California Assembly Bill 2943, which would ban faith-based efforts to counsel members of the LGBTQ community, will be up for debate before the state's Senate Judiciary Committee Tuesday.
But the senators aren't the only ones preparing for the hearing. Ex-LGBTQ activists and ministry leaders are on the ground working to make sure this controversial bill is voted down.
Monday, the California Family Council, in partnership with Equipped to Love, Capitol Resource Institute, and Faith and Public Policy, hand-delivered booklets documenting the testimonies of ex-LGBTQ individuals to every California Senator.
They also hosted a "Day of Action" on the west steps of the California State Capitol on Tuesday, June 12.
The event featured about 30 "once gay" men and women telling their stories of transformation, and how they were helped by the biblical resources and counseling AB 2943 seeks to ban.
Click to Watch the Day of Action Event
If passed, AB2943 will criminalize "sexual orientation change efforts" by making it illegal to distribute resources, sell books, offer counseling services, or direct someone to a biblically-based model for getting help with gender confusion and homosexuality.
In contrast, the bill supports counseling that offers encouragement towards "exploration and development" of same-sex attractions.
Ken Williams, a pastor at Bethel Church and a former homosexual, told CBN News that biblical resources were a matter of life and death for him.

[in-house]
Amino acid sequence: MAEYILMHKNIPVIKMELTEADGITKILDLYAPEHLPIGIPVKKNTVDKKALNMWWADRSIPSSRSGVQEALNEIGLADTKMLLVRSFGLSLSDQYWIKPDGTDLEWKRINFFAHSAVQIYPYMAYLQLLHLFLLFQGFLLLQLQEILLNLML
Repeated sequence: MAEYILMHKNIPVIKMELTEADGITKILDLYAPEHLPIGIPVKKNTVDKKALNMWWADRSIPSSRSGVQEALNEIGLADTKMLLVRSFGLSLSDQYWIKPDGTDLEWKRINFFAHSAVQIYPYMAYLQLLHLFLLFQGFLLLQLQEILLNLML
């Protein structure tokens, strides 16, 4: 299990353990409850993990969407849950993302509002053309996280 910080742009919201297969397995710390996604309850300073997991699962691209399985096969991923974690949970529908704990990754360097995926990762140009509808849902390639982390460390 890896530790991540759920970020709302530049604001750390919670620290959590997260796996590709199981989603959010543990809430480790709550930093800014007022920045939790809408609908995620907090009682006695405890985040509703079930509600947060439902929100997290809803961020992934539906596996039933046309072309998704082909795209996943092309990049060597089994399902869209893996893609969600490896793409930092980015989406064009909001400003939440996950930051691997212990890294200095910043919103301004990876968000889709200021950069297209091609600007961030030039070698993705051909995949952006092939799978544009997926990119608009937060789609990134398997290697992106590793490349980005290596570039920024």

"I walked out of a Christian bookstore suicidal when I was 17 because they didn't have any books to help me. Thank God I found a counselor who was able to partner with me in my choice to not live according to my same-sex desires," he shared. "We respect that not every LGBT person wants to leave homosexuality behind. But some do."
Williams expected "hundreds, if not thousands" of people with similar stories to join him at the capitol Tuesday.
Edward Byrd is one of them, and he says the bill goes against everything America stands for.
"It infringes on freedom of speech," he shared.
Byrd believes biblical resources could help those who are wrestling with their sexuality.
"For me, who was trapped in the lifestyle of homosexuality, I didn't know I could have freedom. How will people know they can get out of this lifestyle?" he asked. "I know people in the lifestyle now who don't know a way out."
Byrd and 11 other ex-gay individuals recently released a film called "Here's My Heart," which documents their faith-based journeys out of the LGBT community. He fears this bill could silence their stories.
"If they passed this bill we wouldn't be able to have the documentary in California," he said.
Pulse Night Club shooting survivor Luis Ruiz, who says he left behind his LGBTQ lifestyle to follow Jesus, warns that this bill could spread beyond California and even threaten the sale of the Bible.
"Fighting it here will probably stop it from reaching other places," he explained. "I don't think the government should have any 'say so' in how I choose to live my life. It will trickle down to the Bible because the Bible has verses in it about homosexuality."
Jeffrey McCall used to live his life as a transgender woman. He says this bill would keep him from being able to share his own story.
"No one is hearing stories like my story. My story is I wanted to kill myself. I spent time in a mental institution. I wanted to die when I was living the transgender lifestyle," he said. "I know without Jesus Christ I would still be depressed and suicidal.
The group encourages individuals to voice their opinions about the bill by emailing the California Senate Judiciary Committee.